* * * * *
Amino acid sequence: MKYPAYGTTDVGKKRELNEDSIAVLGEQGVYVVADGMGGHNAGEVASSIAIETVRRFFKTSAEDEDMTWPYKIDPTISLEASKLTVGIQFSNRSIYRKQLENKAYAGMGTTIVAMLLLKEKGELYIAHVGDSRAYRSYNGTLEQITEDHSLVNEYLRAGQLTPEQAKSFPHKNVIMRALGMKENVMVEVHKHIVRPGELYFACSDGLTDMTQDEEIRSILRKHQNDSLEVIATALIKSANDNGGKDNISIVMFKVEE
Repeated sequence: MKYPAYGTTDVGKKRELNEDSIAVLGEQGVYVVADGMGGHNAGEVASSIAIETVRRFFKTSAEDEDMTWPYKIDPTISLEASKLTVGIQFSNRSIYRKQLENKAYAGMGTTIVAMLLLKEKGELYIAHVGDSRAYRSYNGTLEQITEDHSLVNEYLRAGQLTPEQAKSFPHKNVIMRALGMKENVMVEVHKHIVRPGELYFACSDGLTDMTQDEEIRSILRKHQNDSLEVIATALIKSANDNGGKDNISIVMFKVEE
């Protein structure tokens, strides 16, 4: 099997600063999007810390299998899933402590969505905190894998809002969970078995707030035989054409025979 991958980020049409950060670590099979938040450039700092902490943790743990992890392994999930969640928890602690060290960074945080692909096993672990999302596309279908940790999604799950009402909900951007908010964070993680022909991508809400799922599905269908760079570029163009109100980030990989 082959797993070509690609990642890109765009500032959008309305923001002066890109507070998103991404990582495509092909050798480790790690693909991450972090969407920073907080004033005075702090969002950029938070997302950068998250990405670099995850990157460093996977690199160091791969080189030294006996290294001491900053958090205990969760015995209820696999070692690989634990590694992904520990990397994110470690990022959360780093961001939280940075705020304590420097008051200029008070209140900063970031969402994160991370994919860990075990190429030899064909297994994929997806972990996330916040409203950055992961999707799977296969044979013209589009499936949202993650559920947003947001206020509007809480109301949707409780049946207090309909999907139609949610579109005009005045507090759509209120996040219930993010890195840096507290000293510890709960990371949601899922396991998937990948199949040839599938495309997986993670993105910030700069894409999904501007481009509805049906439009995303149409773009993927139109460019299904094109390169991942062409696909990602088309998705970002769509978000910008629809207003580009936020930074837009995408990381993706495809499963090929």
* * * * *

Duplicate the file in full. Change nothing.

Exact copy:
Amino acid sequence: MKYPAYGTTDVGKKRELNEDSIAVLGEQGVYVVADGMGGHNAGEVASSIAIETVRRFFKTSAEDEDMTWPYKIDPTISLEASKLTVGIQFSNRSIYRKQLENKAYAGMGTTIVAMLLLKEKGELYIAHVGDSRAYRSYNGTLEQITEDHSLVNEYLRAGQLTPEQAKSFPHKNVIMRALGMKENVMVEVHKHIVRPGELYFACSDGLTDMTQDEEIRSILRKHQNDSLEVIATALIKSANDNGGKDNISIVMFKVEE
Repeated sequence: MKYPAYGTTDVGKKRELNEDSIAVLGEQGVYVVADGMGGHNAGEVASSIAIETVRRFFKTSAEDEDMTWPYKIDPTISLEASKLTVGIQFSNRSIYRKQLENKAYAGMGTTIVAMLLLKEKGELYIAHVGDSRAYRSYNGTLEQITEDHSLVNEYLRAGQLTPEQAKSFPHKNVIMRALGMKENVMVEVHKHIVRPGELYFACSDGLTDMTQDEEIRSILRKHQNDSLEVIATALIKSANDNGGKDNISIVMFKVEE
């Protein structure tokens, strides 16, 4: 099997600063999007810390299998899933402590969505905190894998809002969970078995707030035989054409025979 991958980020049409950060670590099979938040450039700092902490943790743990992890392994999930969640928890602690060290960074945080692909096993672990999302596309279908940790999604799950009402909900951007908010964070993680022909991508809400799922599905269908760079570029163009109100980030990989 082959797993070509690609990642890109765009500032959008309305923001002066890109507070998103991404990582495509092909050798480790790690693909991450972090969407920073907080004033005075702090969002950029938070997302950068998250990405670099995850990157460093996977690199160091791969080189030294006996290294001491900053958090205990969760015995209820696999070692690989634990590694992904520990990397994110470690990022959360780093961001939280940075705020304590420097008051200029008070209140900063970031969402994160991370994919860990075990190429030899064909297994994929997806972990996330916040409203950055992961999707799977296969044979013209589009499936949202993650559920947003947001206020509007809480109301949707409780049946207090309909999907139609949610579109005009005045507090759509209120996040219930993010890195840096507290000293510890709960990371949601899922396991998937990948199949040839599938495309997986993670993105910030700069894409999904501007481009509805049906439009995303149409773009993927139109460019299904094109390169991942062409696909990602088309998705970002769509978000910008629809207003580009936020930074837009995408990381993706495809499963090929």